My High School Swimming Career Has Come to a Close.
Four years of hard work have been put into the swimming pool, and now it is over.
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I came into high school feeling like the under dog. I was 5 feet 10 inches going into a high school that competes for the Texas state swimming championship every single year. The freshman class that entered high school with me was disgustingly quick and I was intimidated at times because I was not the fastest kid out there. I also had a solid foundation at my club team where I had swam with my coach 1 year prior to getting into high school and me and him were tight.
High school started off bad, I practiced from 5-7:30 every morning with my high school then 3:30-5:30 every afternoon with my club. I literally zombied my way through the first few weeks of school until my high school coach gave us 30 extra minutes to sleep. That sleep was well used and I was physically and mentally better after that. In December of 2007 I had my club “winter” championship meet and I vastly improved all my times because I was so well conditioned from hours spent in the pool.
In the second semester I did not know if I was going to swim varsity or not up until a week before districts. I swam varsity and ended up qualifying for regionals in the 500 free. We won districts that year, as well as regionals. In a span of four weeks I had four swim meets to try and get a certain cut in one of my races, needless to say I did not make it and my season ended there. Freshman year was beyond hell for me, I hoped the future would be brighter.
As sophomore year came my fellow sophmores became even faster, kids I once was the same speed as now could beat me easily. Sophmore year proved to be one of the worst years of high school for a number of reasons besides swimming.
There were some pool issues that made it very hard for me to commute to my coach at my club team. Instead of the 20 minute commute it was a 30 minute commute and I just could not make it, so I swam for another coach who I had problems with in the past. I ended up moving back to my coach but my season was put on hold as I had excruciating back pains that took me out a while and caused me to miss my winter champs meet. I swam through christmas break very painfully. My back still bothers me to this day.
Back in the second semester I went to districts and ended up going a lot faster then the year before but missed top-6 which means I missed regionals, we did end up winning districts that year. At my spring champs meet I ended up getting sick right before which caused me to swim very poorly. Sophmore year was a definite year to forget.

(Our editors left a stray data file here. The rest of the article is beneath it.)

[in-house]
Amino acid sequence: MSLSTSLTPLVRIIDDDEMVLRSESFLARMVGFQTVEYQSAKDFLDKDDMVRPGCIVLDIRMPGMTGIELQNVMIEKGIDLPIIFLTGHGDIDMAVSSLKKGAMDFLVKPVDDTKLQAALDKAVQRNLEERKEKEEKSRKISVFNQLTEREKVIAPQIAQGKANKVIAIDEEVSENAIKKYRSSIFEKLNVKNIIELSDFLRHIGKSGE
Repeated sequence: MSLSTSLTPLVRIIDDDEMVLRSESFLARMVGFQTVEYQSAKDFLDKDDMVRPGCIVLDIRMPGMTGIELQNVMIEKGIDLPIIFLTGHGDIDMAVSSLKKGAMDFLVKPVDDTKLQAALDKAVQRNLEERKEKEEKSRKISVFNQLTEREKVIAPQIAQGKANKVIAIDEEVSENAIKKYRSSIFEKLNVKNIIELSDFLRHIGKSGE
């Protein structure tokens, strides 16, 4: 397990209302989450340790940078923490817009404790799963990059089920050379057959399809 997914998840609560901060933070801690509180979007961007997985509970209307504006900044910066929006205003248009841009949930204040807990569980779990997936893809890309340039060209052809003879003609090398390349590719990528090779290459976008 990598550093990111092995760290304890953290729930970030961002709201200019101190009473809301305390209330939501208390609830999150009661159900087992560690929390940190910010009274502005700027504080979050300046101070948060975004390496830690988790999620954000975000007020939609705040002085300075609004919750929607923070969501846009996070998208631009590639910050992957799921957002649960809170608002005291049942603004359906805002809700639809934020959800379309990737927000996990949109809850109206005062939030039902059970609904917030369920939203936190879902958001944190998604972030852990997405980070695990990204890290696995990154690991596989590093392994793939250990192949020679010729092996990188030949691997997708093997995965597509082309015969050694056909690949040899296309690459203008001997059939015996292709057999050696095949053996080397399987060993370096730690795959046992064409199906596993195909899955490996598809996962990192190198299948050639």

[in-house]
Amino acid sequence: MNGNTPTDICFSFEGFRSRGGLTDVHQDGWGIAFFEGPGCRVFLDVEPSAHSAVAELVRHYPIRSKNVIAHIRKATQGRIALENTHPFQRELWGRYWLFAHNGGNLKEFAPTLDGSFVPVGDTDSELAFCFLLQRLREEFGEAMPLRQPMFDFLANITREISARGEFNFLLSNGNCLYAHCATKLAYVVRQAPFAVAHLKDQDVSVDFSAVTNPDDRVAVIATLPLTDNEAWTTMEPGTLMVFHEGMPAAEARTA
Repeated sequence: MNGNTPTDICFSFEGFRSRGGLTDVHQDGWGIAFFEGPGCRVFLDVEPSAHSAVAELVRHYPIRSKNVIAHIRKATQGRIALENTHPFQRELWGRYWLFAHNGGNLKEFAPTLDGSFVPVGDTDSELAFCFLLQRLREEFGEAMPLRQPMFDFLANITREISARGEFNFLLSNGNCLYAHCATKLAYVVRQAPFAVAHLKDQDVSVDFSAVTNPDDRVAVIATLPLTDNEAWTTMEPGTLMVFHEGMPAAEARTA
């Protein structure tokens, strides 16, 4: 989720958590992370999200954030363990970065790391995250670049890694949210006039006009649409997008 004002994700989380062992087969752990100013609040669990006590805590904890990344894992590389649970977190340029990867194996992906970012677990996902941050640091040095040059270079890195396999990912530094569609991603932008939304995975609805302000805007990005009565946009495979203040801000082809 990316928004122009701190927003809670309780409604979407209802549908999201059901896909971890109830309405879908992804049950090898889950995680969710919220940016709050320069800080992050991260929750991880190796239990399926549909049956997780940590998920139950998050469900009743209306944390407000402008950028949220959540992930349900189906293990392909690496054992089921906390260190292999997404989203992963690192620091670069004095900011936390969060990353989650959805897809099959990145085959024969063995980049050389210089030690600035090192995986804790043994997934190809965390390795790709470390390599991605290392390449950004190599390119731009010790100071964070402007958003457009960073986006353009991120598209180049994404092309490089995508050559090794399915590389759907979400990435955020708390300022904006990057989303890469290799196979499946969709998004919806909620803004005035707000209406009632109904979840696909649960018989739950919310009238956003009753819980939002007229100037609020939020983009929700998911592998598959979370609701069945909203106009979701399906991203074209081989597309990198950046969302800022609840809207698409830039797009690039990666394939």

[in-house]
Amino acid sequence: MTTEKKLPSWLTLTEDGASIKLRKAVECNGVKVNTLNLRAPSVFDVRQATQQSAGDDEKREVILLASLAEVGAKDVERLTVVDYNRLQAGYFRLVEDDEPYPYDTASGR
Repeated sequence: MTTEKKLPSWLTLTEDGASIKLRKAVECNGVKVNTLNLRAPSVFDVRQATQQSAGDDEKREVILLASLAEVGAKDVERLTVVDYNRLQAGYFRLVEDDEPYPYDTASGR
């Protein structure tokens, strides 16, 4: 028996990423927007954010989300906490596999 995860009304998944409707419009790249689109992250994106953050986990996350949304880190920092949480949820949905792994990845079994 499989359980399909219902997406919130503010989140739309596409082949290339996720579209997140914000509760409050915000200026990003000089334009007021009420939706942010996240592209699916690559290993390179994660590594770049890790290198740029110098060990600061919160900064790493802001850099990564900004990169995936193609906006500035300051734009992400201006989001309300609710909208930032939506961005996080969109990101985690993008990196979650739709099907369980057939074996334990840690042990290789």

I was now an upper classman, I had a very successful summer season and was very confident going into my junior year. They do say, though, that school wise junior year is the hardest, I just hoped it would not happen to me.
Swimming got hard trying to balance with school. I was losing confidence with swimming high school because of the speed around me. My fellow juniors were looking at high things like national meets and maybe the Olympic Trials. I struggled with school and was forced to skip a week right before my winter champs meet and I swam very flat, it was quite understandable.
Now, the second semester may have been the most upsetting semester in all of high school. At a high school dual meet I hurt my shoulder and was forced to kick for five weeks up until districts. At districts I was looking good to qualify for regionals, but after warming up and hitting my head on the wall before my first race I realized I had a concussion, that ended my high school season right there, again we won districts. The next week I had my spring champs meet and it was not very good mainly because I hadn’t been swimming as much as I liked with the combination of the shoulder injury plus my concussion.
Senior year was beyond exciting. With college on the horizon and a full year of training injury free, the sky was the limit.
Even through the past three hard years of swimming I was still able to impress one college coach. In November of 2010 I signed a letter of intent to swim with the University of Texas of the Permian Basin which guaranteed me a spot on the 2011-12 roster the following fall. Also my high school swim team had swimmers sign to go to University of Texas, Stanford University, University of Missouri Science and Technology, and Gannon University. That November I also got to travel with my club team to Colorado Springs where we trained in high elevation for a week and grew as a team. It was unforgettable. That winter I had my most successful meet in a long time with many time drops.
I swam all through Christmas with great difficulty due to the massive work load of two a days and insane amounts of yards. Districts pulled around and I just plain sucked, it was a terrible meet but I could care less about high school swimming at that time. My team ended up winning districts and regionals and placed fourth at state. I finished my high school swimming career with a meet that I was very well prepared for and honestly it was one of the best meets I had ever had, I dropped in nearly everything and it was great.
In all I put around 4 million yards into the pool in four years. That is about 2272 miles, that is a little less than the distance from NYC to LA.
Swimming has taught me a lot in four years. 1. I know I am not a natural athlete, I became fast off of dedication. 2. Swimming is a pretty hard sport. 3. I learned how to work hard, this can translate into anything that life may throw at me, and I am prepared to take anything on.
“The pain is only temporary, but the pride lasts forever.”